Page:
What Do You Want to Say?

Posted on: August 09, 2010 Written by
What Do You Want to Say?
Photography by: Mikhaluk from iStock          

A few years back, a fellow global worker handed me an unusual piece she had written about living near a massive trash dump in a large African city.  The writing was exquisite, but I was puzzled and asked her, “What are you trying to say?  What is your message?”  She stared at me dumbfounded for a few seconds, and then she said, “I don’t know.”

Few writers can be totally sure of an article’s message until it is written.  Articles, poems, and books take on a surprising life of their own as you write.  And yet, before you write, think about your message.  Write it out in one encapsulating sentence—even for something as long as a book.  This will serve as a guiding star as you write and later self-edit, delete, or expand.  Make every word, sentence, and paragraph support that one-sentence message.  A working title can help, too.  Many times the final title will leap out of the text, once written.

Before you write, also determine who will be your audience.  ‘Sell’ the piece before you write it.  Who will want to read it?  Who will be chomping at the bit to publish it?  In my learning years, I was guilty of writing for anyone, and for no one.  This leaves editors in a quandary, not sure what to do with the piece or how to edit it.  Is your audience female?  Mixed?  Young?  Christian?  It will make a difference in how you write and in the success of the piece.

Few of us are authorities on messages we want to convey.  Reading what well-known people say about topics helps us understand better how to express our own points.  Sprinkling their opinions and thoughts into your writing can lend weight to the piece.  Working appropriate quotes, Bible verses, and vignettes into your message deepens and multi-layers it, like yummy, rich, chocolate layer cake!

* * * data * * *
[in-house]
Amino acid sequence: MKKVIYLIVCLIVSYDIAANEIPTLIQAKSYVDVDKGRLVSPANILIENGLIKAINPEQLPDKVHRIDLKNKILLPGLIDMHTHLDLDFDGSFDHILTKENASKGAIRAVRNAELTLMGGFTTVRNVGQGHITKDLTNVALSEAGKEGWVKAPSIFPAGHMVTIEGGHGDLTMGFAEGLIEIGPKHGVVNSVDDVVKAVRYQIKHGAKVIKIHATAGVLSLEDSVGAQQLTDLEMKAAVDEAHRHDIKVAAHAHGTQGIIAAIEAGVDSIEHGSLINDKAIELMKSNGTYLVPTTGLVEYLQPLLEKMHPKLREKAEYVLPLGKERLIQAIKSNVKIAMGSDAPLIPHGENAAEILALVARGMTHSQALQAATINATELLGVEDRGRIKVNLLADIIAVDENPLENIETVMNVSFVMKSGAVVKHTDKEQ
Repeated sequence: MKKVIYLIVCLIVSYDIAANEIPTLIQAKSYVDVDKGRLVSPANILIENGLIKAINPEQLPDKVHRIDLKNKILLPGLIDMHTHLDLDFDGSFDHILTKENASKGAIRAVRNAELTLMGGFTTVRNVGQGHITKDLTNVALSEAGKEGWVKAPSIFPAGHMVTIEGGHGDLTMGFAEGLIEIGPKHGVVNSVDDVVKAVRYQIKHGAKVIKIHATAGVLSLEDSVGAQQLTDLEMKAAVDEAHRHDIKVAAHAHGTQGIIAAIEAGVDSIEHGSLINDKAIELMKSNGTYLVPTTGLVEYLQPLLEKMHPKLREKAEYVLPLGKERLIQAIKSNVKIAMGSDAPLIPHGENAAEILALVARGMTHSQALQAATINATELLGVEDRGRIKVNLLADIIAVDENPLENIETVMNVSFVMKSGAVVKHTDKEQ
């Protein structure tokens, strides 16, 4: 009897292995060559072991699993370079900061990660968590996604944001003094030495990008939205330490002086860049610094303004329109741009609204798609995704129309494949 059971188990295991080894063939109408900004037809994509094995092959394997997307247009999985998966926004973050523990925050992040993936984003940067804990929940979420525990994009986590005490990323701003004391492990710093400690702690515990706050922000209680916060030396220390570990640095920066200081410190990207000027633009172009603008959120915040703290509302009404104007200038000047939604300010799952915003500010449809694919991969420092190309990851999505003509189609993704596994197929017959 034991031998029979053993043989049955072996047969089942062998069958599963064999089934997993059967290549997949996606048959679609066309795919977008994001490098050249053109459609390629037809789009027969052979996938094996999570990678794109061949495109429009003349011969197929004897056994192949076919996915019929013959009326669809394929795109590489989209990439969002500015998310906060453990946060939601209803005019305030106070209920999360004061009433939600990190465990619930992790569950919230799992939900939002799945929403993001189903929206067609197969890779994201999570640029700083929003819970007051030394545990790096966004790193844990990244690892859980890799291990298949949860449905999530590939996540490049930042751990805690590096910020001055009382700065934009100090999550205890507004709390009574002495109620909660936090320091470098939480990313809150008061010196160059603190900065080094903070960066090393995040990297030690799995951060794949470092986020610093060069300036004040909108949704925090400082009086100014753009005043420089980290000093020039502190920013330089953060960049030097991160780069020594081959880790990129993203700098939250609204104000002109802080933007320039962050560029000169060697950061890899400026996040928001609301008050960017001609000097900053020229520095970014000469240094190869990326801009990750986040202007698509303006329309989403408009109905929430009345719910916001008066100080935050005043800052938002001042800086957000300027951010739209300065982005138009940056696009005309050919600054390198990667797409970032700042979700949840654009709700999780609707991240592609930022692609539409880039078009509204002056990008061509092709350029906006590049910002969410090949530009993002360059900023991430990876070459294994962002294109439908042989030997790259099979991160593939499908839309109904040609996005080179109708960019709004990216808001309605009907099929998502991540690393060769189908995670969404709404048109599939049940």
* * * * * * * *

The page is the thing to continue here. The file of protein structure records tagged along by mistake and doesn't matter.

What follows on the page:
Why do you need to say something?  Many excellent writers I know have lived a hard life, passing through painful experiences.  For some reason this kind of life produces creative artists of all kinds.  Writing can indeed provide a healing exercise.  We, as global workers, also experience many difficult situations on the field.  Will we use our writing to whine?  I hope not.  A deeper treatment of our experience can come through sketching the background but then showing the answer, the faithfulness of God.  A balance produces powerful pieces.

Where are you going with your writing?  Are you writing only occasionally, or do you have hopes of producing many articles, a blog, a book?  If so, it does not hurt to think big.  Can you choose a theme early on in your career in which to specialize?  Perhaps over time you can write enough pieces to create a unit.  Having edited a few books and scores of articles, and having written many diverse articles and a number of poems, I feel my best gifts are editing, writing inspirational essays, and teaching others.  What is your gift, your niche?  What do you want to say?

©2014 Thrive



About the author

Carol serves as a writer and editor in North Carolina at JAARS, Inc., which supports Bible translation through technical and logistical support (www.JAARS.org). Carol is a career global worker with Wycliffe Bible Translators and a former translator. Carol has written numerous articles for the WOTH online Magazine and has been a guest host for the WOTH Writer’s Blog (2/23-4/27/10). A book that inspired her recently is Mudhouse Sabbath by Lauren Winner.

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